I will wholeheartedly accept this “lot” as God’s perfect design for my sanctification in both this life and the next. I am committing to one person, forsaking all others out of several billion possible choices, trusting God that this person was divinely brought specifically across my path at this juncture in 6,000 years of history, in this particular geographic setting, by God’s own hand, or else I would have been born in some other age and would have intersected with a different lifetime mate.

I acknowledge that to love God’s “lot” for me is to love His will for me, His version of my best self, and to submissively trust His destiny, perfected on my behalf for all time, IN the marriage, THROUGH the marriage, and BY the marriage. Only because I know YOU, God, do I have the courage to so utterly abandon myself to this commitment—for in it I commit myself afresh to You.”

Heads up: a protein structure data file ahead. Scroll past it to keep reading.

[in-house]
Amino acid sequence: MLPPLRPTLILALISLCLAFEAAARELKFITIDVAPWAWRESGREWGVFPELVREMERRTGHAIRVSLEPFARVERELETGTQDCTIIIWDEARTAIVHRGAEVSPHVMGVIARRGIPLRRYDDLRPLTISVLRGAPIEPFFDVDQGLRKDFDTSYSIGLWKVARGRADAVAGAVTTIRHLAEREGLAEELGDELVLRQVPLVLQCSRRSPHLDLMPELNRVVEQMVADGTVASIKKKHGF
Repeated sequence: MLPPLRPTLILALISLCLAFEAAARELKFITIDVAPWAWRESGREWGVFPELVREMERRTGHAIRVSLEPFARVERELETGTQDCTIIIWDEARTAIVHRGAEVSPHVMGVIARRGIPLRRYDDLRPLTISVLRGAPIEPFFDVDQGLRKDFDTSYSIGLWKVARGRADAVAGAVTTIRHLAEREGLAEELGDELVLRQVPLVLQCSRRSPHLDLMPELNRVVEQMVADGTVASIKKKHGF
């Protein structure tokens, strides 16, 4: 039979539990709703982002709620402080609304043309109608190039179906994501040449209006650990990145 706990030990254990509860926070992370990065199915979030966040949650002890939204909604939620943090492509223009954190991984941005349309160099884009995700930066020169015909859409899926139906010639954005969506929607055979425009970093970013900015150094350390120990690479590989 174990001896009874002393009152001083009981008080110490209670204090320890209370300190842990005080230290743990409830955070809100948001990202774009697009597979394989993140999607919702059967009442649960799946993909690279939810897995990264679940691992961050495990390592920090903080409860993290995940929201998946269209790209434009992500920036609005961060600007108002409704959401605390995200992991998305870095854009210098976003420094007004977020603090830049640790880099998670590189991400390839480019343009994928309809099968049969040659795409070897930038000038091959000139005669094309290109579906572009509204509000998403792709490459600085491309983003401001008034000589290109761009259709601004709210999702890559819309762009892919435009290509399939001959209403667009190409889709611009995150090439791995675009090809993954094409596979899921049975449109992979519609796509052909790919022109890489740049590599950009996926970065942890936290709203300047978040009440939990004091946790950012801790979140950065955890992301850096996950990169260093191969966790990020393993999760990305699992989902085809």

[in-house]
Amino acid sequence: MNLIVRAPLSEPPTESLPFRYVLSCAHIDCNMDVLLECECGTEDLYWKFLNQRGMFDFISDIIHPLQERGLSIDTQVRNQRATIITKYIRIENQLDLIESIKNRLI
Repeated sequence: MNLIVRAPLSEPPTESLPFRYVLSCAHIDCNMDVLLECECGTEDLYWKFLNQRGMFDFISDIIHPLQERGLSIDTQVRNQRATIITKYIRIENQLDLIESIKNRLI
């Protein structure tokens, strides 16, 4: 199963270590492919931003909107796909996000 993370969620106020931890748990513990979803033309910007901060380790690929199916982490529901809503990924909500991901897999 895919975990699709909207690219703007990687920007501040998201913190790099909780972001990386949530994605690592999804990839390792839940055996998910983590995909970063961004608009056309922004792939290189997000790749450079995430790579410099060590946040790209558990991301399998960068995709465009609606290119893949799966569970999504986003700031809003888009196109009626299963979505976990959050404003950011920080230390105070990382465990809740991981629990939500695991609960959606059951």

Perhaps such a heartfelt commitment would send the divorce rate sprawling.

Filed Under: Spiritual tips

New book: Impossible Evolution

Friday, 20. July 2018 by Renee Ellison

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Renee’s artful skill for “making-complex-issues-simple” emerges yet again in her newest book, Impossible Evolution. Because it is loaded with visual graphics, the reader is able to catch each asserted impossibility immediately. Thus, it can be taught quickly to a child. Other sections of the book grip the attention of the adult, too, as the issues are looked at deeper as the book progresses.

This simple book clarifies both sides of the Intelligent Design / Evolution debate solidly and for good. In Part One each issue is pictured, with short, clarifying easy text. Part Two has three short meaty essays developed on these topics: